Will Dan Brown's 'Inferno' be heavenly for Dante and Florence?

Some scholars welcome the attention that 'The Da Vinci Code' author's latest novel will likely bring to famed Florentine poet Dante – but others warn that Mr. Brown's conspiracies come with a price.

Clarissa Cavalheiro/Reuters
The dome of the Basilica di Santa Maria del Fiore is seen from Giotto's bell tower in Florence, Italy. The city, home of famed poet Dante, is featured in Dan Brown's latest novel, "Inferno."
Dan Brown's new book, 'Inferno,' went on sale around the world on Tuesday.

It promises to do for Florence and Dante what "The Da Vinci Code" and "Angels and Demons" did for the Vatican and Leonardo.

Dan Brown’s new book, "Inferno," went on sale around the world on Tuesday, with expectations that it will be as wildly popular as his previous blockbusters.

It is based on Dante's "The Divine Comedy," the epic poem that takes the reader on a journey through Heaven, Hell, and Purgatory.

Scholars, however, are divided over whether Brown’s populist thrillers encourage greater interest in history, art, and Renaissance culture, or cheapen the legacies of some of the Western world’s cultural giants. While some welcome the spotlight that Brown shines on the likes of Leonardo or Dante, others argue that he distorts historical reality by postulating conspiracies, codes, and enigmas where they do not exist.

A Florentine puzzle

Dante was born in the Tuscan city in the 13th century and much of "Inferno" is set amid its piazzas and palazzi. The book begins with a character called “the Shade” racing through the streets of Florence while being pursued by nameless enemies.

“Along the banks of the River Arno I scramble, breathless ... turning left onto Via dei Castellani, making my way northward, huddling in the shadows of the Uffizi. And still they pursue me,” Brown writes. “I pass behind the palazzo with its crenellated tower and one-handed clock ... snaking through the early-morning vendors in Piazza San Firenze. Crossing before the Bargello, I cut west toward the spire of the Badia....”

We then find Robert Langdon waking up in a hospital with a serious head wound and memory loss. Initially he assumes he is in Massachusetts General Hospital but is then told that in fact he is in Florence.

Mr. Landon is then swept up in a race against time to prevent a deadly plague-like virus from being spread around the world by an evil genius determined to prevent the planet from being overpopulated.

But instead of battling the evil Illuminati or the Priory of Sion, he is up against another shadowy group of international conspirators – The Consortium. Langdon has to solve mysterious codes that allude to passages from Dante’s poem.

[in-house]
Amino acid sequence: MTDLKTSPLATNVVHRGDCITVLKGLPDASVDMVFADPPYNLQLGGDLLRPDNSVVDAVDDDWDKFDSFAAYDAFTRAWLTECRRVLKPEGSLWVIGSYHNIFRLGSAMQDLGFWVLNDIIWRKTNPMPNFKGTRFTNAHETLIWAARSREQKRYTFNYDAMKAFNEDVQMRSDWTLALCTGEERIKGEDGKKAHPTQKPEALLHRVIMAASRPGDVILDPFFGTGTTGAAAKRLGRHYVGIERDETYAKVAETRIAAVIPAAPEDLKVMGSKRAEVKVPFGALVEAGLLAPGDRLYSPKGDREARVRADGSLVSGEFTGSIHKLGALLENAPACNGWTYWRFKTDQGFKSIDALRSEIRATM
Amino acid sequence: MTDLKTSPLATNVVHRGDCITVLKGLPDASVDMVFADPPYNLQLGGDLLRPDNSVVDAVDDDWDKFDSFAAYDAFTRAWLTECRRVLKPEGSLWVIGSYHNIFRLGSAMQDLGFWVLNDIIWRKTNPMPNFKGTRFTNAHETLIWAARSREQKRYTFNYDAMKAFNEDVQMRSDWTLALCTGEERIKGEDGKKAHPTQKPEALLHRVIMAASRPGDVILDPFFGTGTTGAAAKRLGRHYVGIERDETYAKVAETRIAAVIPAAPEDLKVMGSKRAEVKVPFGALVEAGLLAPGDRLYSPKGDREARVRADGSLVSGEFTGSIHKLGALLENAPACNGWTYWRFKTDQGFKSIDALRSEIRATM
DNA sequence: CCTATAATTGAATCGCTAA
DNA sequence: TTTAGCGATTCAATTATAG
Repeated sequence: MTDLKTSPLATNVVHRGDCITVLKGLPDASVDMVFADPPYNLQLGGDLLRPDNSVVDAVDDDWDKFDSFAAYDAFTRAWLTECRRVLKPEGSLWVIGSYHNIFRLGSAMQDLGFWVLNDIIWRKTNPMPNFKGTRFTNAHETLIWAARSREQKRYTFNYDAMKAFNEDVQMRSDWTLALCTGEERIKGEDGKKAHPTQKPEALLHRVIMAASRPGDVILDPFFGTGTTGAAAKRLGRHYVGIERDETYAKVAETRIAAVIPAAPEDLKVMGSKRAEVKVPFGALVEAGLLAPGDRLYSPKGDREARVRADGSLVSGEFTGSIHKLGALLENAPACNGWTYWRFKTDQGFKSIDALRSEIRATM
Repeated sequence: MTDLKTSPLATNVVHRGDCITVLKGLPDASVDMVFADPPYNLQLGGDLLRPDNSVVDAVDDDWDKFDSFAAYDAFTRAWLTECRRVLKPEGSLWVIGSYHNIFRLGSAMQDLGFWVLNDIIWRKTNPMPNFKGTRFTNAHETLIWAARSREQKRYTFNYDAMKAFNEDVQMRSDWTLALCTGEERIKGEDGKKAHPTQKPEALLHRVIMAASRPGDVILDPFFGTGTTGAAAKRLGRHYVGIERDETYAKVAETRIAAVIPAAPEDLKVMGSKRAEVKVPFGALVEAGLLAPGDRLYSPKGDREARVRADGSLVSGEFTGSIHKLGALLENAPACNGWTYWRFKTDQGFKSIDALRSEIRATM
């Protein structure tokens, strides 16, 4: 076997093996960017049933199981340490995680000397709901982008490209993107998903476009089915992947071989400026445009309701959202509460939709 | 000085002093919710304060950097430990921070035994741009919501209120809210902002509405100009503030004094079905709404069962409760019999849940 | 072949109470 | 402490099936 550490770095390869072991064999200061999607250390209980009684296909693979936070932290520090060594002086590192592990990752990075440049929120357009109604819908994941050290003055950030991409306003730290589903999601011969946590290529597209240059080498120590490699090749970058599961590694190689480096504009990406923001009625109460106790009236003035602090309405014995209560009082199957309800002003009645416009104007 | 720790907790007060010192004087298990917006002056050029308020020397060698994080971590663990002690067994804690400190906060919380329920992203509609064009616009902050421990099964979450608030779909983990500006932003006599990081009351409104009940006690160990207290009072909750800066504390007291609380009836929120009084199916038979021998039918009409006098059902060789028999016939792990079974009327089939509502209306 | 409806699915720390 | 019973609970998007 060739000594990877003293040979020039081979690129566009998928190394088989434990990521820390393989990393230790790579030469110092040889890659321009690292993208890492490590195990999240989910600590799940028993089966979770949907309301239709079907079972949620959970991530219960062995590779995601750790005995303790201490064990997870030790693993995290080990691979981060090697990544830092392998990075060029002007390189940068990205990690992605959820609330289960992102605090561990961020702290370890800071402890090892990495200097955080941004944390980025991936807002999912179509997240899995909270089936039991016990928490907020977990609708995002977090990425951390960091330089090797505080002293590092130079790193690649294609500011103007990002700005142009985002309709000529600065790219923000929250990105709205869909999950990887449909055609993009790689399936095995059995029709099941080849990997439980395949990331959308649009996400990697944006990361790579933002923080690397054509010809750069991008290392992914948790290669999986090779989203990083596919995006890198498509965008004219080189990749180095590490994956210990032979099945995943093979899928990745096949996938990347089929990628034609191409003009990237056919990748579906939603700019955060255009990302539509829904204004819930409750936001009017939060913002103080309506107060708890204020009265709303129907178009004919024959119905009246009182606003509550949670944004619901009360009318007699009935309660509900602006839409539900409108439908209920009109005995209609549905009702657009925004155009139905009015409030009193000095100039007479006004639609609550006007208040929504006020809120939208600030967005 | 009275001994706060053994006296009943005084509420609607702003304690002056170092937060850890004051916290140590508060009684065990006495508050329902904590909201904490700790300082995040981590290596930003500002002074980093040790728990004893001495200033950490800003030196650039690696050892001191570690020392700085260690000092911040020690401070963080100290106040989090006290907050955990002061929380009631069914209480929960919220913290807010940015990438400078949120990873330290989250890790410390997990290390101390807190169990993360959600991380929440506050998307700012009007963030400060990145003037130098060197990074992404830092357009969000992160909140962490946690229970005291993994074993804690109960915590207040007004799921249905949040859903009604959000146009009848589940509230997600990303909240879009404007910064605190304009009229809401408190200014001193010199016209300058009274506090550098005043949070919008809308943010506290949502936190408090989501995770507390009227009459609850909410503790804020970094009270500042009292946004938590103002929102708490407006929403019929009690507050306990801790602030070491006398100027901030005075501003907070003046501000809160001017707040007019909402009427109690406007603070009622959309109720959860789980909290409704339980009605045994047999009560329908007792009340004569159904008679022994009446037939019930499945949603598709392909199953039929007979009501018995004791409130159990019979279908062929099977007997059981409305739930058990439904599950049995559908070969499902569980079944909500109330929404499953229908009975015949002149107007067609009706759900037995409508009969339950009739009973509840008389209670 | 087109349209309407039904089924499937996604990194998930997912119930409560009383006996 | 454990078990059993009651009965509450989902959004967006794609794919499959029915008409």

Scholarly debate

Dante scholars might have reason to be sniffy about all this, but in fact the Italian Dante Society has welcomed "Inferno," saying anything that brings “Il Somma Poeta” (the Supreme Poet, as he is known to Italians) to a broader audience is a good thing.

“The book will focus attention on Dante, an extraordinary Florentine who was not just a writer but also a politician. There is great anticipation in Florence for its publication. I’ll certainly buy a copy," says Eugenio Giani, the president of the society.

“The Divine Comedy is 600 years old. It can survive a few mistakes being made by Dan Brown,” says Mr. Giani, who is also head of Florence city council. His office is in the city's Palazzo Vecchio, a magnificent early Renaissance building where Machiavelli once worked and schemed.

Giani is looking forward to meeting Brown – the American author is due to give a talk in Florence next month as part of a literary festival.

But Martin Kemp, the emeritus professor of the History of Art at Trinity College, Oxford, notes that there is a down side to that attention.

Professor Kemp, one of the world’s foremost experts on Leonardo da Vinci, knows more than most what happens when Brown draws from a historical figure for one of his hugely popular novels, as he has been plagued by what he calls “Leonardo loonies” ever since "The Da Vinci Code" was published in 2003.

“It is a privilege to be involved with a historical person who still lives in the imaginations of today, and the fictional portrayals are part of this,” he says. “But with respect to Brown’s claims to historical reality, his impact has been pernicious, since he has sent the ‘Leonardo loonies’ on the hunt for hidden codes of an entirely fanciful kind.”

A boon for Florence?

"Inferno" was featured on the front page of La Nazione, Florence’s main newspaper, on Tuesday, with a review of the book inside.

Florence, like the rest of Italy, has been hard hit by the recession and has seen a decline in the number of tourists coming to the city.

There are high hopes that the book will lead to an increase in visitors to make up for the shortfall of the last couple of years. Just as "The Da Vinci Code" inspired tours of Paris, so tour guides in Florence are expected to waste no time in offering itineraries based on the locations featured in "Inferno."

“My hope for this book is that people are inspired either to discover or rediscover Dante. And, if all goes well, they will simultaneously appreciate some of the incredible art that Dante has inspired for the last 700 years,” Brown told The Associated Press in an interview to coincide with the release of the book.

If sales of his previous books are anything to go by, the number of people who will be introduced to Dante and his works will be enormous – "The Da Vinci Code" alone sold more than 80 million copies and his thrillers have been translated into more than 50 languages.

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